The North Star is the first phase of a new, five-phased business operations system for startups called Business Operating Support System, or BOSS. Briefly, BOSS is an agile operating system that incorporates ideas and best practices from the most effective methodologies in business, software and manufacturing.
BOSS creates efficiencies through a structured approach with five phases that set the Vision (or North Star), Strategy, Execution, Standardization and Business Improvement Processes needed to achieve alignment on company objectives, goals and measurable results utilizing leading and lagging KPIs.
The first phase of BOSS, the North Star, consist of four steps; What, Why, Who and Exit. In previous articles, I’ve explained how each of these four phases are developed and how they contribute to launching and profitably operating your startup. Let’s tie it all together.
The What is, unsurprisingly, all about what you are selling and the focus is on three things, First, the description, or a clear and concise explanation of what you are selling. Second, the features, or a detailed sharing of the specific features of your product or service. Third, the benefits, which define the heart of the positive nature of your product or service.
The Why is all about why you and your startup exist and consists of three elements. First, you must define the actual problem your customers are having otherwise the net reason as to why you plan to sell what you intend to sell is directionless. Second, you must focus on a short and succinct statement that defines the solution you are proposing which is intended to solve the aforementioned customer problem. Third, you will define what impact your solution will have on the customer if they choose to buy your product. This step is a direct answer to the stated problem and outlines the desired outcome or the results the customer will realize once they have implemented your solution.
The Who helps you develop a clear picture of your intended or existing customers to whom you wish to sell. It involves the creation of your Ideal Customer Profile (ICP), Ideal Buyer Profile (IBP) and User Stories. The Ideal Customer Profile is a detailed description of the ideal company you are selling to that would most greatly benefit from your offering. The Ideal Buyer Profile is a detailed description of the elements of that company. A User story is a brief statement from the end user perspective that zeroes in on and combines who the customer is, what they want to do and what they hope to achieve if they do what they want to do.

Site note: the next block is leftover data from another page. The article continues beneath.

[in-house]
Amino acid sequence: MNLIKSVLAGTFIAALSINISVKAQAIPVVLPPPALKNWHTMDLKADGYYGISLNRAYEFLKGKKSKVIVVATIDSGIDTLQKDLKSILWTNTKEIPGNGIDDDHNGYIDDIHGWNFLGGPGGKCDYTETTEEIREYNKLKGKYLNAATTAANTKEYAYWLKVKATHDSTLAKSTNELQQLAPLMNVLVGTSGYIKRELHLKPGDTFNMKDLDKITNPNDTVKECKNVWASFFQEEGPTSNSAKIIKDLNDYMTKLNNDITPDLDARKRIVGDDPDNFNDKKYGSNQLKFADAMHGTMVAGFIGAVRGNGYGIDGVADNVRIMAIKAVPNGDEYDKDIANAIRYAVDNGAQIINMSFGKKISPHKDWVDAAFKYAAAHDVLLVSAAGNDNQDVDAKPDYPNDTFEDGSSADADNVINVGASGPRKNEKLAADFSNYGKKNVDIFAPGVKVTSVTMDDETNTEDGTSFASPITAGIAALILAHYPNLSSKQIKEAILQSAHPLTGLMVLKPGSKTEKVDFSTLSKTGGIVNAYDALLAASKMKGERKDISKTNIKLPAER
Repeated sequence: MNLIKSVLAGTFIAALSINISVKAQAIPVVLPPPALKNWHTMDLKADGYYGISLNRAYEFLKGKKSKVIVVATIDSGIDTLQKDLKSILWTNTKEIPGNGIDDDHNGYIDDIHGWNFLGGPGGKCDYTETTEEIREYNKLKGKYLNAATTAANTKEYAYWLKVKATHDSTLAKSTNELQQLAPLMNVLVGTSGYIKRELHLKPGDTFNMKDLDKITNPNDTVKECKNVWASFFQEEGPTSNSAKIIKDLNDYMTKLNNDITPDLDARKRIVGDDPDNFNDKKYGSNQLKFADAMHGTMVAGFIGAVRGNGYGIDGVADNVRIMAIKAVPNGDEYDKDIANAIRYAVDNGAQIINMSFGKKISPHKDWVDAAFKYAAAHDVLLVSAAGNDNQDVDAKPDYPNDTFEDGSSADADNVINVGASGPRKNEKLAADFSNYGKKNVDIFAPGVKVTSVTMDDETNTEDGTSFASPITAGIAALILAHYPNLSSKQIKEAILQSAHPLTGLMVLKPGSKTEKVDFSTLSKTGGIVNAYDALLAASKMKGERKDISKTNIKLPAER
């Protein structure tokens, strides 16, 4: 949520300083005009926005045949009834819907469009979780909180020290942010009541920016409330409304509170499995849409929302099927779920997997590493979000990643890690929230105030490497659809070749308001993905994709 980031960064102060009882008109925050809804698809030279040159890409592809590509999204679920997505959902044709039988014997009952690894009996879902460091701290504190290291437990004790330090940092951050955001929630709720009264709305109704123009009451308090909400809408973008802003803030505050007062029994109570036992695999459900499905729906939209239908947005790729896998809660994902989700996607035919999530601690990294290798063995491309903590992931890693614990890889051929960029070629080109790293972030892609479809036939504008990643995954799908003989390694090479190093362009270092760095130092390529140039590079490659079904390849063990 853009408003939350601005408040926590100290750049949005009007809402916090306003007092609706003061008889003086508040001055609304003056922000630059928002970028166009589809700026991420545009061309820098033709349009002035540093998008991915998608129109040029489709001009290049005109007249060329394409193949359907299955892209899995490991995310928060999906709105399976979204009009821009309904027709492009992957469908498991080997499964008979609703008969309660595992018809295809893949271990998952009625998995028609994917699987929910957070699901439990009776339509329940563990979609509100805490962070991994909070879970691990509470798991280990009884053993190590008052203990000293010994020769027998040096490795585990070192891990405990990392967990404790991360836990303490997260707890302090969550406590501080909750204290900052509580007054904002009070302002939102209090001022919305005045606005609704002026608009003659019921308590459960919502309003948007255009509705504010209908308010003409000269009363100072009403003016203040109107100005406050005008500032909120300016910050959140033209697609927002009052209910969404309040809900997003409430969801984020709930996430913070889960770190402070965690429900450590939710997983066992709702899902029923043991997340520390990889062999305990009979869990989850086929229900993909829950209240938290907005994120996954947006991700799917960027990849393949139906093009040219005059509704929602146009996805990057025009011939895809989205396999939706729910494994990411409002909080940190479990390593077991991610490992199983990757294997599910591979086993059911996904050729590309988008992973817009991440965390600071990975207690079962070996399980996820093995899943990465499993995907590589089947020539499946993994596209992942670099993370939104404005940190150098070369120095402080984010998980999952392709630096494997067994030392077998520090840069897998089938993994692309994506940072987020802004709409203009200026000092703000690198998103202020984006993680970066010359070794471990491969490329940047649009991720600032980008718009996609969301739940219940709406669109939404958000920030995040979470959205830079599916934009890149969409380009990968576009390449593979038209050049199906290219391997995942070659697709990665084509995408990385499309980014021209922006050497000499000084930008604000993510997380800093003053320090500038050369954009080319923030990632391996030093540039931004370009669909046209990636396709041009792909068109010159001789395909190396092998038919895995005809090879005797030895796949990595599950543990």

And, finally, what most startup entrepreneurs seek, the Exit. In developing your exit strategy, you will focus on two things; how much can you sell for and when can you sell. Let’s first look at How Much.
There are five elements involved in determining how much you can sell your startup for. Firstly, it will have to determine why the buyer wants to make an acquisition; either to help their existing revenue or to boost profits. Second, you will look at what the buyer hopes to acquire. Are they more interested in acquiring the company; in other words the intellectual property and/or the resident knowledge and expertise of the executive team. Or is the buyer more interested in how your product can benefit the company.
Third, you’ll take a look at the buyer’s viewpoint on top line revenue versus bottom line revenue. You’ll need to know which one is most important to the buyer and, as well, which one your startup is best at contributing to. Fourth, you’ll look at the drivers that motivate the buyer. There are four elements here; revenue growth (actual and percentage growth year over year), retention rate (customers retained from one period to another), profit margin (how many cents of profit a business has generated for each dollar of sale), and base and attachment rate.
Fifth, you’ll need to explore the top line and bottom line multiples the buyer has in mind and apply them to your top line and bottom line revenue to arrive at a sale price.
Regarding When you can sell, there are three things to look at: revenue, profitability and actual exit metrics. Revenue encompasses a working product with paying clients and product validation. Profitability encompasses expense, income and profit, and determines you break even point. Exit encompasses the achievement of the metrics you worked towards when determining how much you can sell for: growth, retention, margin and attachment rate. Goals are established for each of these categories. They are then plotted on a chart. When the end goals have been reached, you are ready to sell.
In conclusion, each and every one of these steps forms the foundation of your business, its reason for being, the problem it aims to solve, the people who will benefit from your solution and how you will exit. It’s important that you understand and have determined most of these elements (What, Why, Who) long before you launch or at least during the earliest stages of your startup’s development. Your North Star is your roadmap. It defines the basics and supports those basics with numerical values.